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Tsing Hua Journal of Chinese Studies
ISSN 0577-9170; DOI 10.6503/THJCS


Encounters with Numinous: On the Crossing Incarnations in Lüxiang Gantong Zhuan

Vol. 43 No. 1   03/2013    


Encounters with Numinous: On the Crossing Incarnations in Lüxiang Gantong Zhuan


Liu, Yuan-ju  









Key words

Daoxuan 道宣, characteristics of the precepts, penetrating sensitivity, revelation, store consciousness, narrative  


        Lüxiang Gantong Zhuan 律相感通傳 is deserving of study not only because of its familiar supernatural stories but also—and more importantly—because of its new content and its new interpretation of the Buddhist shenshi 神識, or store consciousness, and multi-incarnation, two religious concepts popular with subsequent generations. It is believed that Daoxuan 道宣 wrote Lüxiang Gantong Zhuan not long before his death, but the authorship of the text remains uncertain to this day. The text begins with the stories of Su Shao 蘇韶’s visitation and Jiang Mi 江泌’s daughter, who could chant sūtras as illustrations of incarnated store consciousness. Dialogues between the human narrator and the immortals are then employed to recount the stories of how Lu Xuanchang 陸玄暢 and other ancient immortals ascended to heaven and how they protected the dharma. These stories dispel the myths that Buddhist teachings did not exist in ancient China, that Buddhism did not accord with Chinese customs, and that Buddhism only started to flourish in the Jin Dynasty. To reconstruct Chinese Buddhism’s historicity and continuity in China, the legends of how Kumārajīve translated the sūtras since Vipaśyin 毘婆尸佛 are also presented.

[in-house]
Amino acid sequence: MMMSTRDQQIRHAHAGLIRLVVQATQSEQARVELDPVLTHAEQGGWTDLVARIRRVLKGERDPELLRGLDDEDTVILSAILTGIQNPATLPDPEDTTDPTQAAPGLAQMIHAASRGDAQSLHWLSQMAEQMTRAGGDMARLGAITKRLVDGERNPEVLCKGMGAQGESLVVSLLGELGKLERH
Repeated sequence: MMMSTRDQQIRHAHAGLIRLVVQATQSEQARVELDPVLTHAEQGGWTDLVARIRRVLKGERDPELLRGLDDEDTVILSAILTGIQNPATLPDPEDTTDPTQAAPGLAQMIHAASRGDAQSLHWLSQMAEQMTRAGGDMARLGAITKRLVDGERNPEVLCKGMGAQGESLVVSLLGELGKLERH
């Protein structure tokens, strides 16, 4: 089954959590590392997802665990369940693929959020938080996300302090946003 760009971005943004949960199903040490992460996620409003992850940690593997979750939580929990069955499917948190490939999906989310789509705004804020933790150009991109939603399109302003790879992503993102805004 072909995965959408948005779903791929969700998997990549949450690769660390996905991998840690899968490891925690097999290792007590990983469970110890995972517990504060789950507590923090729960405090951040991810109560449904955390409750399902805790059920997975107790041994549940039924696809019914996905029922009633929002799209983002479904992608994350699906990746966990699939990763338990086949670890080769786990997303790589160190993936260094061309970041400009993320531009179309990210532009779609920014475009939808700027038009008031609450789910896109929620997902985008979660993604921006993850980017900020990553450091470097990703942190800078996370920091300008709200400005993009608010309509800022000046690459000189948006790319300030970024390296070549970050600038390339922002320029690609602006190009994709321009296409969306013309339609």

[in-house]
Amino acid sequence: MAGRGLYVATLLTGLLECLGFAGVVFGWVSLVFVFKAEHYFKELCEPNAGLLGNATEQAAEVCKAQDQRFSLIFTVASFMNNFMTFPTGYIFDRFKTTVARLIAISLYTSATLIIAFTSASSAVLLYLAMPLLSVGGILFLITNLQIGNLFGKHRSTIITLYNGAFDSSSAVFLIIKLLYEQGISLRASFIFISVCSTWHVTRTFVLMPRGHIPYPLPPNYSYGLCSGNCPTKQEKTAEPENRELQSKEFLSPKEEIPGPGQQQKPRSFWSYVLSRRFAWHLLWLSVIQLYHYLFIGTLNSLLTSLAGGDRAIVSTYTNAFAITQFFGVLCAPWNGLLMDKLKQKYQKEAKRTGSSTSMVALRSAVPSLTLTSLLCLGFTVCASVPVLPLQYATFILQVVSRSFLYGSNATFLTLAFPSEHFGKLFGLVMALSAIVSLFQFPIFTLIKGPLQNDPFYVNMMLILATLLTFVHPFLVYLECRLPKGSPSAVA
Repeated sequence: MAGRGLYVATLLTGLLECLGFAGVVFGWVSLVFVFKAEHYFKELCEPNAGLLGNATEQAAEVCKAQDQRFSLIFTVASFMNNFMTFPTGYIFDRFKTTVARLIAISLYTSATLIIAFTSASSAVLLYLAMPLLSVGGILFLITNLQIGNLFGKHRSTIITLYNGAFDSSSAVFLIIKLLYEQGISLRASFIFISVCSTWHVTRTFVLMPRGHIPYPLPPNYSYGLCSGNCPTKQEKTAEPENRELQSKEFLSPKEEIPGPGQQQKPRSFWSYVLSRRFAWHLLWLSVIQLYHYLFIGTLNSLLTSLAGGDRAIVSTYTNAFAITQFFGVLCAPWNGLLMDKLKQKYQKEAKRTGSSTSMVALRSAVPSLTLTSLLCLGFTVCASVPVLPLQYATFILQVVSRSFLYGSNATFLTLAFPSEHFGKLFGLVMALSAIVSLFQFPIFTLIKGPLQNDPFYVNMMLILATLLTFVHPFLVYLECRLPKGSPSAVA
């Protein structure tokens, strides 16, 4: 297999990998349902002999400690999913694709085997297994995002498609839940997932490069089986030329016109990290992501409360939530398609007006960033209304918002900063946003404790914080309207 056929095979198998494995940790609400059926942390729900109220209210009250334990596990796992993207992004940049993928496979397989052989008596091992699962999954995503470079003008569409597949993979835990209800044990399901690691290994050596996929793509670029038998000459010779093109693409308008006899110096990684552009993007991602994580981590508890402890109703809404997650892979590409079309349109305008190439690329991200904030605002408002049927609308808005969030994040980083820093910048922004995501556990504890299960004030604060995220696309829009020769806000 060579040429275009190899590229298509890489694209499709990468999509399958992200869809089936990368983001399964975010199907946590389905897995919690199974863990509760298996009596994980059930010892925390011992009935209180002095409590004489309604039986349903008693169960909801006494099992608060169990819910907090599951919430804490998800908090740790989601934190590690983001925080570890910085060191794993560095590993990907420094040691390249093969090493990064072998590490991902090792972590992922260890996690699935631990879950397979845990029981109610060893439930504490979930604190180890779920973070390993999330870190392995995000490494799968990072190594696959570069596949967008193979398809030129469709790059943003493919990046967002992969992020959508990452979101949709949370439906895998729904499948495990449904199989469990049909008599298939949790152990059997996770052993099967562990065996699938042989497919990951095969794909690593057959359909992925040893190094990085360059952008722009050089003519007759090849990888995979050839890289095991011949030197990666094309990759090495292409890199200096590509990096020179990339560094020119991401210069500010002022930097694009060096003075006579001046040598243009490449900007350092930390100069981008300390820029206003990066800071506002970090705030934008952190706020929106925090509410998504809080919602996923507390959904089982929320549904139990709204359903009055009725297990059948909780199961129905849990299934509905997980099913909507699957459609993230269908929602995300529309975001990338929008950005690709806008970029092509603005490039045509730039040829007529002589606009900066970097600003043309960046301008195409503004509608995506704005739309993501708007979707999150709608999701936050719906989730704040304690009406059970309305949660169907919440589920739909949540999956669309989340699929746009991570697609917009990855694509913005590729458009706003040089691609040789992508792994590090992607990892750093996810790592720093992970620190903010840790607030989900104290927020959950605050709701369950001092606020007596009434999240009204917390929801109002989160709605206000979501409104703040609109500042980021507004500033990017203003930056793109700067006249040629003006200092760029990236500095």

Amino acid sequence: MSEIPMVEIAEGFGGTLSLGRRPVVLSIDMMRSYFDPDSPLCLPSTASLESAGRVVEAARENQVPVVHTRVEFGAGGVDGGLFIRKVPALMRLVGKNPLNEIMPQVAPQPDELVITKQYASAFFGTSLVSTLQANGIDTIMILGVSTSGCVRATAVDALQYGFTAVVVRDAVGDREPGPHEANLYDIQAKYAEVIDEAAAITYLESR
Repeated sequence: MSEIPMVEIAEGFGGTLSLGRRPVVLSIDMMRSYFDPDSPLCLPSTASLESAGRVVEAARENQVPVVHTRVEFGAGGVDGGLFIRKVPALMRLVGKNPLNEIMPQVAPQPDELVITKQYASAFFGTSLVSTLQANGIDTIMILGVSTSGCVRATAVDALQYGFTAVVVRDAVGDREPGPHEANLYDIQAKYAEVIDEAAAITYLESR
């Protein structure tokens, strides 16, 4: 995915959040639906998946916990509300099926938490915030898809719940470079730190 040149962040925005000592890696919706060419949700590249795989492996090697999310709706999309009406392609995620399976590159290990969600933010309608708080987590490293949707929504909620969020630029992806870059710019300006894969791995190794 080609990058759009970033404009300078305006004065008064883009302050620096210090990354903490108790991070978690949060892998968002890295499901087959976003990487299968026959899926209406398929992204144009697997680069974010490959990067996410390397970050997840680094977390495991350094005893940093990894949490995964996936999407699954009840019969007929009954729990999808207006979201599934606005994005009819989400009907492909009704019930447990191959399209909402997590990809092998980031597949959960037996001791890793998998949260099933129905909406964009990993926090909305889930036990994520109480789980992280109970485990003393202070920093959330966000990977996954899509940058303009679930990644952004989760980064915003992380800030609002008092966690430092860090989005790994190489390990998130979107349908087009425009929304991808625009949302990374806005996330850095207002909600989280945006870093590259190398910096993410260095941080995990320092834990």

The revelation symbolism in Lüxiang Gantong Zhuan is both significant in the history of Buddhism and in the history of Chinese literature, especially in the context of a rewriting of the history of Chinese literature. The reason is that the text turns away from the traditional perspective of Chinese narrative, usually third-person omniscient, and adopts a polyphonic narration to create three historical Daoxuans instead. These Daoxuans are: the Daoxuan who was a scholar and the observer of the Vinaya, the Daoxuan who was Shenyou 僧祐’s incarnation and a protector of Buddhism, and, lastly, the Daoxuan who was dying but was still clear in his mind. By intermingling narration and direct representation such as dialogue, the text transforms Buddhist ideas such as shen xin yi , and shi  into concrete story forms, subverting the past academic view of ancient Chinese narratology as being too simplistic and monotonous.



Author: Liu, Yuan-ju
Genre: Article
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